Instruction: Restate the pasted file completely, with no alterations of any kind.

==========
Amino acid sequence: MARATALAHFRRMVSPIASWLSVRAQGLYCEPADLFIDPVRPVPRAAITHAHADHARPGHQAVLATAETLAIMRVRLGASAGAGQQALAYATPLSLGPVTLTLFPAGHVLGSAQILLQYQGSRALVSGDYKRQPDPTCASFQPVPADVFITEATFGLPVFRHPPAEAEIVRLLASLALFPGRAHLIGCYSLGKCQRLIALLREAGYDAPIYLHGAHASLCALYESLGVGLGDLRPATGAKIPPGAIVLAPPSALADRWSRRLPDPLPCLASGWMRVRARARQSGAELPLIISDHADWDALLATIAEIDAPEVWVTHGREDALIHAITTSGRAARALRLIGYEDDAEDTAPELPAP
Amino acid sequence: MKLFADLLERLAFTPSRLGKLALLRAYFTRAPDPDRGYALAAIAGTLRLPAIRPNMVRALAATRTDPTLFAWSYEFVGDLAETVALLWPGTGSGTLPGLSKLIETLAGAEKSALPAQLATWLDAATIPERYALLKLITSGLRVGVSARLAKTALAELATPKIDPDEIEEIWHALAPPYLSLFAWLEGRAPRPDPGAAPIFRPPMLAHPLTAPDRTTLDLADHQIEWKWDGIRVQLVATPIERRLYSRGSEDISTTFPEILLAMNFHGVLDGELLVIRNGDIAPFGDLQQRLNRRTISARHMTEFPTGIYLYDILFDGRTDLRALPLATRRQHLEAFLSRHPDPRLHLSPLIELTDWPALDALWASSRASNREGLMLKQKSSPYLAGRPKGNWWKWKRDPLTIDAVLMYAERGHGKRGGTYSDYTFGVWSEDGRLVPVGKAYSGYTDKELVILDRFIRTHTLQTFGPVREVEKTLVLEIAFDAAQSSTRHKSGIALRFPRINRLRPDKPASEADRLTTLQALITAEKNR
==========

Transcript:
Amino acid sequence: MARATALAHFRRMVSPIASWLSVRAQGLYCEPADLFIDPVRPVPRAAITHAHADHARPGHQAVLATAETLAIMRVRLGASAGAGQQALAYATPLSLGPVTLTLFPAGHVLGSAQILLQYQGSRALVSGDYKRQPDPTCASFQPVPADVFITEATFGLPVFRHPPAEAEIVRLLASLALFPGRAHLIGCYSLGKCQRLIALLREAGYDAPIYLHGAHASLCALYESLGVGLGDLRPATGAKIPPGAIVLAPPSALADRWSRRLPDPLPCLASGWMRVRARARQSGAELPLIISDHADWDALLATIAEIDAPEVWVTHGREDALIHAITTSGRAARALRLIGYEDDAEDTAPELPAP
Amino acid sequence: MKLFADLLERLAFTPSRLGKLALLRAYFTRAPDPDRGYALAAIAGTLRLPAIRPNMVRALAATRTDPTLFAWSYEFVGDLAETVALLWPGTGSGTLPGLSKLIETLAGAEKSALPAQLATWLDAATIPERYALLKLITSGLRVGVSARLAKTALAELATPKIDPDEIEEIWHALAPPYLSLFAWLEGRAPRPDPGAAPIFRPPMLAHPLTAPDRTTLDLADHQIEWKWDGIRVQLVATPIERRLYSRGSEDISTTFPEILLAMNFHGVLDGELLVIRNGDIAPFGDLQQRLNRRTISARHMTEFPTGIYLYDILFDGRTDLRALPLATRRQHLEAFLSRHPDPRLHLSPLIELTDWPALDALWASSRASNREGLMLKQKSSPYLAGRPKGNWWKWKRDPLTIDAVLMYAERGHGKRGGTYSDYTFGVWSEDGRLVPVGKAYSGYTDKELVILDRFIRTHTLQTFGPVREVEKTLVLEIAFDAAQSSTRHKSGIALRFPRINRLRPDKPASEADRLTTLQALITAEKNR